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The Pseudo-Democrat's DilemmaWhy Election Monitoring Became an International Norm$
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Susan D. Hyde

Print publication date: 2011

Print ISBN-13: 9780801449666

Published to Cornell Scholarship Online: August 2016

DOI: 10.7591/cornell/9780801449666.001.0001

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Signaling Democracy and the Norm of Internationally Observed Elections

Signaling Democracy and the Norm of Internationally Observed Elections

Chapter:
(p.28) 1 Signaling Democracy and the Norm of Internationally Observed Elections
Source:
The Pseudo-Democrat's Dilemma
Author(s):

Susan D. Hyde

Publisher:
Cornell University Press
DOI:10.7591/cornell/9780801449666.003.0001

This chapter sets out a theory on why international election observation became an international norm. It presents a stylized model of the interaction between governments seeking international benefits, democracy promoters, and international election observers. It argues that efforts by state leaders to gain democracy-contingent benefits led to a change in the expectations among democracy-promoting actors and ultimately generated an international norm of election observation. The signal of inviting international election observation was initiated by leaders wishing to demonstrate their commitment to democratization, not by leaders seeking a new norm, and was imitated by pseudo-democratic leaders when the “democracy premium” grew sufficiently large. Repeated invitations from many state leaders led to the normalization of election observation and its explicit use as a method to evaluate the democratic credentials of other states.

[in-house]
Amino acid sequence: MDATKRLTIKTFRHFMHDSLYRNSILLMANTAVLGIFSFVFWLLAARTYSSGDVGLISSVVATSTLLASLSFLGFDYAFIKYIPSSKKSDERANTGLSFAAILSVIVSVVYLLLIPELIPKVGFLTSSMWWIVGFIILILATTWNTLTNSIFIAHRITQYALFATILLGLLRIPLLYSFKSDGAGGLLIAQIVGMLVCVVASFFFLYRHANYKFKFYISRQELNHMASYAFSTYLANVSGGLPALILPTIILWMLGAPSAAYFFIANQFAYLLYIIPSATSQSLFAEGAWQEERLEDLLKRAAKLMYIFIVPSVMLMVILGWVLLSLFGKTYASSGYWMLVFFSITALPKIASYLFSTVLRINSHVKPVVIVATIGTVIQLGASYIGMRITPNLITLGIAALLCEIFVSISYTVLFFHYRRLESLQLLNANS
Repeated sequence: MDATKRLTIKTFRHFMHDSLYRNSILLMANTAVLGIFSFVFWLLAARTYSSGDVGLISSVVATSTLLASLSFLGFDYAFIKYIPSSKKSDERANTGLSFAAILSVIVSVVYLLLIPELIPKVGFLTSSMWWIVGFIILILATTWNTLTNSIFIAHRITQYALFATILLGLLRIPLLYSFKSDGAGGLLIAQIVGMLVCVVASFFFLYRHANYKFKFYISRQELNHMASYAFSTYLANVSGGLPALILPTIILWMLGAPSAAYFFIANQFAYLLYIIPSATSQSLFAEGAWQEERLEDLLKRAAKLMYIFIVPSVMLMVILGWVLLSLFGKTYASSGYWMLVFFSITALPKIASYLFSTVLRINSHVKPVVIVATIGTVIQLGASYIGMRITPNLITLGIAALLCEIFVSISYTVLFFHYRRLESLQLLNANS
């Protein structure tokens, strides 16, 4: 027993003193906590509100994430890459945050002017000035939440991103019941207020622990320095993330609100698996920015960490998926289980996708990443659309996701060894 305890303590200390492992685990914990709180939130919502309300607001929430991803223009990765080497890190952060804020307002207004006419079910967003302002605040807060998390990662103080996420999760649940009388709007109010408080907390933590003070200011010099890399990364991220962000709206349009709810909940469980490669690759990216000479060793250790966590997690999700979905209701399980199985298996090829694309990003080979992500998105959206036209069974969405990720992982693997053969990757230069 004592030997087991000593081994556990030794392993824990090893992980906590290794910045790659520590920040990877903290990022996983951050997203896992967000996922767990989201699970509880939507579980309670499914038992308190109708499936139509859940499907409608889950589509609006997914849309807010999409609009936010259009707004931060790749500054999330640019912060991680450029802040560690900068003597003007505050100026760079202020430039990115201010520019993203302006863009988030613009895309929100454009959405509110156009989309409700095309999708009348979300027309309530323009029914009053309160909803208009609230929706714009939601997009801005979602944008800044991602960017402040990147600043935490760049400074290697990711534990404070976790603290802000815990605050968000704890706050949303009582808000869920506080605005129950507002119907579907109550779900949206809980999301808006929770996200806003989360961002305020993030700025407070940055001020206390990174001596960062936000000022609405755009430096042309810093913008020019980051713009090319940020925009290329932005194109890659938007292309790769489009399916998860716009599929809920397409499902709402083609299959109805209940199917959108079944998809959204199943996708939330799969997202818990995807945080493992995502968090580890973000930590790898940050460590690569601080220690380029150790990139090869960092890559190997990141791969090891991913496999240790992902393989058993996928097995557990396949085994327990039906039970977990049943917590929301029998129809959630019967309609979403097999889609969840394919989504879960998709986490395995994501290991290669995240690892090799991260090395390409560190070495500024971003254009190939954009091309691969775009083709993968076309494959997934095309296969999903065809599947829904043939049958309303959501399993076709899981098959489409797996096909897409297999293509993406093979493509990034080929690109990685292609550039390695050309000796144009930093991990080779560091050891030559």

Keywords:   international norms, norm creation, international election observation, democratic elections, democracy, election monitoring

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